The new building control charging system is intended to give councils a chance to compete in the marketplace. Steve Evans explains what the new system is all about and what it means for the industry
As of 1 April this year, local authority building control departments have been able to set their own fees.
For years, councils were required to decide what their standard fees were, publish them and charge accordingly. That was fine in the days when there was no competition. However, when rivals were introduced in the form of approved inspectors, local authorities were stuck with this system and, unlike the approved inspectors, couldn’t quote on a job-by-job basis. So inspectors knew exactly what councils would charge, and could undercut them on the big, lucrative jobs, leaving councils with the unprofitable, small domestic work.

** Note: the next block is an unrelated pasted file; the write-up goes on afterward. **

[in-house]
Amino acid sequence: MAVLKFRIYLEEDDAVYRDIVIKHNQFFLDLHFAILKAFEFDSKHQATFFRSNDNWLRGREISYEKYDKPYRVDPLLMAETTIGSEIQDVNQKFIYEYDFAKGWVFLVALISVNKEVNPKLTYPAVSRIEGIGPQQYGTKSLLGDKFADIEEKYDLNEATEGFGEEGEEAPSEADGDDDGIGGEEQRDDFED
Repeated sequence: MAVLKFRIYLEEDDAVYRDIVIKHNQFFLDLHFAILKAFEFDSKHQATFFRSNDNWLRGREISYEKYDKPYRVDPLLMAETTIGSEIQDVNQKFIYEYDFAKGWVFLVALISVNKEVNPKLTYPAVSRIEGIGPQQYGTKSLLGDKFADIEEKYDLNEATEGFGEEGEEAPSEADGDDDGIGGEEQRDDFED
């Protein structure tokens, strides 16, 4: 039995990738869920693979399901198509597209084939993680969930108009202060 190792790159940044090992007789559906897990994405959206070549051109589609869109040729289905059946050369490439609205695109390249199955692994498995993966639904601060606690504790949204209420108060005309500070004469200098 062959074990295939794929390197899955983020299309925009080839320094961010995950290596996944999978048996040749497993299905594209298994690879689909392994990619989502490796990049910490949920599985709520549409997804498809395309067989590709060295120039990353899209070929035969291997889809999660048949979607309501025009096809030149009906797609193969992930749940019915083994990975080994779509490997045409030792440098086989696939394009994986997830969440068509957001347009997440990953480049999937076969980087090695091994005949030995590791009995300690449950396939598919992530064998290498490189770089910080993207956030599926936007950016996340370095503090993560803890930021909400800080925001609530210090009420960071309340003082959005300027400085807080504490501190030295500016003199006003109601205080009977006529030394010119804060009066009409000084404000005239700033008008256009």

Why have local authority building control fees been deregulated?
Local authorities have traditionally set pre-fixed charges for building control in three schedules: for small works, for housing and for all other work. Typically they have published fee scales for work up to about £1m but rarely more.
The charges were linked to the floor area or estimated cost of the building work, not the actual cost of carrying out the building control function. So under the old system, you would pay the council a fixed fee, regardless of the level of service provided. If the site needed more inspections than expected, you didn’t have to pay more - but if the local authority didn’t inspect at all, you didn’t get a refund.
This charging regime was considered inflexible and restrictive, and often resulted in unfair charging in that large jobs would subsidise smaller ones, and in large surpluses which were creamed off by the local authority to subsidise other services.